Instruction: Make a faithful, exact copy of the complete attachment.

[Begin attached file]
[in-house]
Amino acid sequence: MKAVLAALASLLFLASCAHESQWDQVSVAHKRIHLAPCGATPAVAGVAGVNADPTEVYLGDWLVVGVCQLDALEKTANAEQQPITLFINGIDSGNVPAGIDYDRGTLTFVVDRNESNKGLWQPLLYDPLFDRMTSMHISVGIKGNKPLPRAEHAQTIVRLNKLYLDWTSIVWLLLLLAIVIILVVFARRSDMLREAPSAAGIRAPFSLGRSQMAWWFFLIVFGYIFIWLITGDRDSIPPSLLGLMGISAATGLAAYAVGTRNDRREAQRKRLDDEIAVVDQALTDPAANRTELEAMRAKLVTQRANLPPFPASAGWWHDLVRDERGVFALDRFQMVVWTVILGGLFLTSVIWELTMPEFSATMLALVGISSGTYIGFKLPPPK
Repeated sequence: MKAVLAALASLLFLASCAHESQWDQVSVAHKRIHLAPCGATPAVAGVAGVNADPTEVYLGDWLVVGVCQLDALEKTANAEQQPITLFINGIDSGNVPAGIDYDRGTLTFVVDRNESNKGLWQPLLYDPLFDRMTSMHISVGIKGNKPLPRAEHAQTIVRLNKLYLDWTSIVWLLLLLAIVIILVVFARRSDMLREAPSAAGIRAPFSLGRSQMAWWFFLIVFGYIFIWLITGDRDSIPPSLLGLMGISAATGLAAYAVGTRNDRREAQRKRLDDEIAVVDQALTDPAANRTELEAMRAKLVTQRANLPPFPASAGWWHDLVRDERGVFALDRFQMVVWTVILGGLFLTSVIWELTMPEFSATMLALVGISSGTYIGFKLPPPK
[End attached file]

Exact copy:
[in-house]
Amino acid sequence: MKAVLAALASLLFLASCAHESQWDQVSVAHKRIHLAPCGATPAVAGVAGVNADPTEVYLGDWLVVGVCQLDALEKTANAEQQPITLFINGIDSGNVPAGIDYDRGTLTFVVDRNESNKGLWQPLLYDPLFDRMTSMHISVGIKGNKPLPRAEHAQTIVRLNKLYLDWTSIVWLLLLLAIVIILVVFARRSDMLREAPSAAGIRAPFSLGRSQMAWWFFLIVFGYIFIWLITGDRDSIPPSLLGLMGISAATGLAAYAVGTRNDRREAQRKRLDDEIAVVDQALTDPAANRTELEAMRAKLVTQRANLPPFPASAGWWHDLVRDERGVFALDRFQMVVWTVILGGLFLTSVIWELTMPEFSATMLALVGISSGTYIGFKLPPPK
Repeated sequence: MKAVLAALASLLFLASCAHESQWDQVSVAHKRIHLAPCGATPAVAGVAGVNADPTEVYLGDWLVVGVCQLDALEKTANAEQQPITLFINGIDSGNVPAGIDYDRGTLTFVVDRNESNKGLWQPLLYDPLFDRMTSMHISVGIKGNKPLPRAEHAQTIVRLNKLYLDWTSIVWLLLLLAIVIILVVFARRSDMLREAPSAAGIRAPFSLGRSQMAWWFFLIVFGYIFIWLITGDRDSIPPSLLGLMGISAATGLAAYAVGTRNDRREAQRKRLDDEIAVVDQALTDPAANRTELEAMRAKLVTQRANLPPFPASAGWWHDLVRDERGVFALDRFQMVVWTVILGGLFLTSVIWELTMPEFSATMLALVGISSGTYIGFKLPPPK